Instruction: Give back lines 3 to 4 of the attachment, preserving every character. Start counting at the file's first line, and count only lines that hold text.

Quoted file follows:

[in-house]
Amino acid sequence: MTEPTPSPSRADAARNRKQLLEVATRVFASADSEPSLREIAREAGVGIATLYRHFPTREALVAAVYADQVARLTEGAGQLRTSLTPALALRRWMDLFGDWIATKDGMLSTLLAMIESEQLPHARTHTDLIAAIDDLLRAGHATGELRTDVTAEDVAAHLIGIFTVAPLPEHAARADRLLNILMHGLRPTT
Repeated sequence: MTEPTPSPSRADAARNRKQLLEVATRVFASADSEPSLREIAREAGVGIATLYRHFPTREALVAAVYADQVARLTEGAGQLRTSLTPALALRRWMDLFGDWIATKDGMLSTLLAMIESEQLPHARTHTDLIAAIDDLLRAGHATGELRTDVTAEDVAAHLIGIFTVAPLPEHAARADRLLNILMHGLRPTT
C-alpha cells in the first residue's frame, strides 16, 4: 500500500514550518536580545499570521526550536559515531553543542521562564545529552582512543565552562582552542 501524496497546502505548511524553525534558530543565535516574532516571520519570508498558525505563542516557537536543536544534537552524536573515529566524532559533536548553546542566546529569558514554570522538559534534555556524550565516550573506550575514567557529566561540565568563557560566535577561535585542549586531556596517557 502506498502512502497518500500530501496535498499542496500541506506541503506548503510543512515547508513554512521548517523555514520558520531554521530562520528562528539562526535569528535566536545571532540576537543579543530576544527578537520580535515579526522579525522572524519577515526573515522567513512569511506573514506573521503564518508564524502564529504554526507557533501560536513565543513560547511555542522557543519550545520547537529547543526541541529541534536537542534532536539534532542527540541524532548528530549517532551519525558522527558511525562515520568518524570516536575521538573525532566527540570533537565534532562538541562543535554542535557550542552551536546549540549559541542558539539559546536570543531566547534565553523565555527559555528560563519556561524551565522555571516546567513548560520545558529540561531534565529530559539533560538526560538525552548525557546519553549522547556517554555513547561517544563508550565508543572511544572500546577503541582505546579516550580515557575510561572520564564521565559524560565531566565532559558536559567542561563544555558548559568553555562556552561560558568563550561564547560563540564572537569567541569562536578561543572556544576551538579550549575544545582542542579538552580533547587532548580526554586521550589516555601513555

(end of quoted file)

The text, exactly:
Repeated sequence: MTEPTPSPSRADAARNRKQLLEVATRVFASADSEPSLREIAREAGVGIATLYRHFPTREALVAAVYADQVARLTEGAGQLRTSLTPALALRRWMDLFGDWIATKDGMLSTLLAMIESEQLPHARTHTDLIAAIDDLLRAGHATGELRTDVTAEDVAAHLIGIFTVAPLPEHAARADRLLNILMHGLRPTT
C-alpha cells in the first residue's frame, strides 16, 4: 500500500514550518536580545499570521526550536559515531553543542521562564545529552582512543565552562582552542 501524496497546502505548511524553525534558530543565535516574532516571520519570508498558525505563542516557537536543536544534537552524536573515529566524532559533536548553546542566546529569558514554570522538559534534555556524550565516550573506550575514567557529566561540565568563557560566535577561535585542549586531556596517557 502506498502512502497518500500530501496535498499542496500541506506541503506548503510543512515547508513554512521548517523555514520558520531554521530562520528562528539562526535569528535566536545571532540576537543579543530576544527578537520580535515579526522579525522572524519577515526573515522567513512569511506573514506573521503564518508564524502564529504554526507557533501560536513565543513560547511555542522557543519550545520547537529547543526541541529541534536537542534532536539534532542527540541524532548528530549517532551519525558522527558511525562515520568518524570516536575521538573525532566527540570533537565534532562538541562543535554542535557550542552551536546549540549559541542558539539559546536570543531566547534565553523565555527559555528560563519556561524551565522555571516546567513548560520545558529540561531534565529530559539533560538526560538525552548525557546519553549522547556517554555513547561517544563508550565508543572511544572500546577503541582505546579516550580515557575510561572520564564521565559524560565531566565532559558536559567542561563544555558548559568553555562556552561560558568563550561564547560563540564572537569567541569562536578561543572556544576551538579550549575544545582542542579538552580533547587532548580526554586521550589516555601513555